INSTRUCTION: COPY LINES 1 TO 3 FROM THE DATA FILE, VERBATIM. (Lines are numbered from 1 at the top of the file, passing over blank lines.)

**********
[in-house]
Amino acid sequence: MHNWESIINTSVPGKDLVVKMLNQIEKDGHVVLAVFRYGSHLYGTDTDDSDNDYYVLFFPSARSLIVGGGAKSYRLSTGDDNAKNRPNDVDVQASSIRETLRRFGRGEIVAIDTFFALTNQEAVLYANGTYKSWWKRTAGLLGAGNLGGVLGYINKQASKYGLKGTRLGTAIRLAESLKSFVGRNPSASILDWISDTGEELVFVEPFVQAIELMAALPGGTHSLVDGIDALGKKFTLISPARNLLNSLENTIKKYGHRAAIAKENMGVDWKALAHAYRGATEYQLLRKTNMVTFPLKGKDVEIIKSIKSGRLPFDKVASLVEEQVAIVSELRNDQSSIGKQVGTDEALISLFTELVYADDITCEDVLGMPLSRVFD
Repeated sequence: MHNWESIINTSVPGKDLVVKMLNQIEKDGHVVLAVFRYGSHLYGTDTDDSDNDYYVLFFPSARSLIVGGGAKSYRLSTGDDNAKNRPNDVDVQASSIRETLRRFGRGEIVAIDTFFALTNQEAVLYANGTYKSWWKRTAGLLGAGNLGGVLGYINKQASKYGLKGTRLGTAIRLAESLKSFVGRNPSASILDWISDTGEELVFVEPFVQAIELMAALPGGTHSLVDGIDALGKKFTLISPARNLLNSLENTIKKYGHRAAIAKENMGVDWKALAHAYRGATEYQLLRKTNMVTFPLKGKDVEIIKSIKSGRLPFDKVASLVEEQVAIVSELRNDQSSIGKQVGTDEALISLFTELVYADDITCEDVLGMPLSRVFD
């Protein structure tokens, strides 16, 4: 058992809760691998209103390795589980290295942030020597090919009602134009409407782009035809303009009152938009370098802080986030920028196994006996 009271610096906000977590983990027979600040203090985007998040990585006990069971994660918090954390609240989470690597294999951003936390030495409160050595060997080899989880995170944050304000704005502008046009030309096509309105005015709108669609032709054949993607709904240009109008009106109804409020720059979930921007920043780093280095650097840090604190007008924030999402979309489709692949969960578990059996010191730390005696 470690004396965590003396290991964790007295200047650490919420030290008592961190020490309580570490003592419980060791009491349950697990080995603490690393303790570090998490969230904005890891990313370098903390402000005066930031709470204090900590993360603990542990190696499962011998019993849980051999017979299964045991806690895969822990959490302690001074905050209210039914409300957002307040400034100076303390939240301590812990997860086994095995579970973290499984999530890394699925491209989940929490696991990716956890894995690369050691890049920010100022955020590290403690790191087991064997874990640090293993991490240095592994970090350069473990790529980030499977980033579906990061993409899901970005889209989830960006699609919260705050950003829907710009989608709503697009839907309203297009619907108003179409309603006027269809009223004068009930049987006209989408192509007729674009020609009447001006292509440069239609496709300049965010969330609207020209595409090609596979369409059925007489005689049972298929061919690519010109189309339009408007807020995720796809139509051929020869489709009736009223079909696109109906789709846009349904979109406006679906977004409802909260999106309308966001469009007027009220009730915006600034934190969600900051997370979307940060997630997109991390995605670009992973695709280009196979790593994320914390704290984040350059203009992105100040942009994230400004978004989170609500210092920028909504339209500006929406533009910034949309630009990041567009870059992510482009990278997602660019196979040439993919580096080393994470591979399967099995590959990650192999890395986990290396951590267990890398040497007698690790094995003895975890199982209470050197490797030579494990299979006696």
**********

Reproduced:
[in-house]
Amino acid sequence: MHNWESIINTSVPGKDLVVKMLNQIEKDGHVVLAVFRYGSHLYGTDTDDSDNDYYVLFFPSARSLIVGGGAKSYRLSTGDDNAKNRPNDVDVQASSIRETLRRFGRGEIVAIDTFFALTNQEAVLYANGTYKSWWKRTAGLLGAGNLGGVLGYINKQASKYGLKGTRLGTAIRLAESLKSFVGRNPSASILDWISDTGEELVFVEPFVQAIELMAALPGGTHSLVDGIDALGKKFTLISPARNLLNSLENTIKKYGHRAAIAKENMGVDWKALAHAYRGATEYQLLRKTNMVTFPLKGKDVEIIKSIKSGRLPFDKVASLVEEQVAIVSELRNDQSSIGKQVGTDEALISLFTELVYADDITCEDVLGMPLSRVFD
Repeated sequence: MHNWESIINTSVPGKDLVVKMLNQIEKDGHVVLAVFRYGSHLYGTDTDDSDNDYYVLFFPSARSLIVGGGAKSYRLSTGDDNAKNRPNDVDVQASSIRETLRRFGRGEIVAIDTFFALTNQEAVLYANGTYKSWWKRTAGLLGAGNLGGVLGYINKQASKYGLKGTRLGTAIRLAESLKSFVGRNPSASILDWISDTGEELVFVEPFVQAIELMAALPGGTHSLVDGIDALGKKFTLISPARNLLNSLENTIKKYGHRAAIAKENMGVDWKALAHAYRGATEYQLLRKTNMVTFPLKGKDVEIIKSIKSGRLPFDKVASLVEEQVAIVSELRNDQSSIGKQVGTDEALISLFTELVYADDITCEDVLGMPLSRVFD